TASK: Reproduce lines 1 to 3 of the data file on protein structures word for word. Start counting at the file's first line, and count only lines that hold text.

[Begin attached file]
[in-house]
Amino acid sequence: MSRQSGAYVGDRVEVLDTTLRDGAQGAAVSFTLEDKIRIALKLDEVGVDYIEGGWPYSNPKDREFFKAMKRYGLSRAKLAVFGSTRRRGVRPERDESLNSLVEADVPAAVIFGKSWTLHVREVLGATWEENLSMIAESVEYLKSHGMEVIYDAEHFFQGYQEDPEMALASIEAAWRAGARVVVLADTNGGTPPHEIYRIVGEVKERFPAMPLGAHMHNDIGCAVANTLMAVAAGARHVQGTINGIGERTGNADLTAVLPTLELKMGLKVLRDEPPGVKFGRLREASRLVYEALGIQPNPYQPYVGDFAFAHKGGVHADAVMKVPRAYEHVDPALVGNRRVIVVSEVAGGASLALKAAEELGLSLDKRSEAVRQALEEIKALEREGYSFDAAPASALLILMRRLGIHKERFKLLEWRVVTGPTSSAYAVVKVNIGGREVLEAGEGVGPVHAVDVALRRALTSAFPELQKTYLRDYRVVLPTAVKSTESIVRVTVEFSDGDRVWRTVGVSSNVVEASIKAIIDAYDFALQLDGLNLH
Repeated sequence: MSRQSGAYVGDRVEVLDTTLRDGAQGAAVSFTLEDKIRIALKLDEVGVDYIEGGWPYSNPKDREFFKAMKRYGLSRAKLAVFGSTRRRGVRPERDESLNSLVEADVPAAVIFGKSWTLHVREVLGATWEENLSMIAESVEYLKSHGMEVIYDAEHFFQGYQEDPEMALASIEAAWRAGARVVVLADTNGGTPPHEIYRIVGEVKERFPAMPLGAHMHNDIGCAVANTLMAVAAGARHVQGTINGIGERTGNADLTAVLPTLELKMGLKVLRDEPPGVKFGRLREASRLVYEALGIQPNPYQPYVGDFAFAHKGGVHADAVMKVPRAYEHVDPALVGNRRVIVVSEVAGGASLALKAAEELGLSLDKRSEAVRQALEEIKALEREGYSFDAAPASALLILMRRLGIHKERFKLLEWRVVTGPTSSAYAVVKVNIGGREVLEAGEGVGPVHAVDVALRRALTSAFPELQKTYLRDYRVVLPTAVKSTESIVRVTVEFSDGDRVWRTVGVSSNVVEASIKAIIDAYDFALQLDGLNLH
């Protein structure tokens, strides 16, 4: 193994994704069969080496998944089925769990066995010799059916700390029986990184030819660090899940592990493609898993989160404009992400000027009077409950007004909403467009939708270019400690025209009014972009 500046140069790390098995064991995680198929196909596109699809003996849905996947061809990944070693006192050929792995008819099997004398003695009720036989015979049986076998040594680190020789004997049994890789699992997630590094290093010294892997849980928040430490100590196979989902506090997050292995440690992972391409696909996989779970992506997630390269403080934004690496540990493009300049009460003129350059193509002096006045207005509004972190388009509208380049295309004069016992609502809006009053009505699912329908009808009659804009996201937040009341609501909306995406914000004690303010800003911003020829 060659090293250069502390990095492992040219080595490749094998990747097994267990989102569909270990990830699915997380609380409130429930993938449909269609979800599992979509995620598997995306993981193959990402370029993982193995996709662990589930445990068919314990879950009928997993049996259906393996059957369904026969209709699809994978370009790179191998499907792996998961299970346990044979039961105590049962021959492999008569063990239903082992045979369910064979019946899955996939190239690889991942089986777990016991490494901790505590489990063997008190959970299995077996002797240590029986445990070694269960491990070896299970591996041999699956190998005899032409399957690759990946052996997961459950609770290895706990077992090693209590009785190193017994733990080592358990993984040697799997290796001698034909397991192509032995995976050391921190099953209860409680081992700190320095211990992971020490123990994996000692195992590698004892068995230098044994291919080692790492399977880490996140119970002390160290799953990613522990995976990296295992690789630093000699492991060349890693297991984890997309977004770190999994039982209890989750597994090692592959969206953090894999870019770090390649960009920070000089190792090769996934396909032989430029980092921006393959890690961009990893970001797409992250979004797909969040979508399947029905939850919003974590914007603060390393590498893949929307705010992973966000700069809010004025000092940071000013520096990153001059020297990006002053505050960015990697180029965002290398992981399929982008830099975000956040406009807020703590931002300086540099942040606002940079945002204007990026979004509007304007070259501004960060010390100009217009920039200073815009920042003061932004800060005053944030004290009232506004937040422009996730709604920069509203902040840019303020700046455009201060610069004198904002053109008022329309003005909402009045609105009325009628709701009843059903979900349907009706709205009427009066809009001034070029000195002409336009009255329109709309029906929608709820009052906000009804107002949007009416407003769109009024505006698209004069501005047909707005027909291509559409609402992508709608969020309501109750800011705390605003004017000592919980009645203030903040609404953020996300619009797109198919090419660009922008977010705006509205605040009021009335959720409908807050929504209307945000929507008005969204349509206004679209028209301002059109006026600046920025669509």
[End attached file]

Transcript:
[in-house]
Amino acid sequence: MSRQSGAYVGDRVEVLDTTLRDGAQGAAVSFTLEDKIRIALKLDEVGVDYIEGGWPYSNPKDREFFKAMKRYGLSRAKLAVFGSTRRRGVRPERDESLNSLVEADVPAAVIFGKSWTLHVREVLGATWEENLSMIAESVEYLKSHGMEVIYDAEHFFQGYQEDPEMALASIEAAWRAGARVVVLADTNGGTPPHEIYRIVGEVKERFPAMPLGAHMHNDIGCAVANTLMAVAAGARHVQGTINGIGERTGNADLTAVLPTLELKMGLKVLRDEPPGVKFGRLREASRLVYEALGIQPNPYQPYVGDFAFAHKGGVHADAVMKVPRAYEHVDPALVGNRRVIVVSEVAGGASLALKAAEELGLSLDKRSEAVRQALEEIKALEREGYSFDAAPASALLILMRRLGIHKERFKLLEWRVVTGPTSSAYAVVKVNIGGREVLEAGEGVGPVHAVDVALRRALTSAFPELQKTYLRDYRVVLPTAVKSTESIVRVTVEFSDGDRVWRTVGVSSNVVEASIKAIIDAYDFALQLDGLNLH
Repeated sequence: MSRQSGAYVGDRVEVLDTTLRDGAQGAAVSFTLEDKIRIALKLDEVGVDYIEGGWPYSNPKDREFFKAMKRYGLSRAKLAVFGSTRRRGVRPERDESLNSLVEADVPAAVIFGKSWTLHVREVLGATWEENLSMIAESVEYLKSHGMEVIYDAEHFFQGYQEDPEMALASIEAAWRAGARVVVLADTNGGTPPHEIYRIVGEVKERFPAMPLGAHMHNDIGCAVANTLMAVAAGARHVQGTINGIGERTGNADLTAVLPTLELKMGLKVLRDEPPGVKFGRLREASRLVYEALGIQPNPYQPYVGDFAFAHKGGVHADAVMKVPRAYEHVDPALVGNRRVIVVSEVAGGASLALKAAEELGLSLDKRSEAVRQALEEIKALEREGYSFDAAPASALLILMRRLGIHKERFKLLEWRVVTGPTSSAYAVVKVNIGGREVLEAGEGVGPVHAVDVALRRALTSAFPELQKTYLRDYRVVLPTAVKSTESIVRVTVEFSDGDRVWRTVGVSSNVVEASIKAIIDAYDFALQLDGLNLH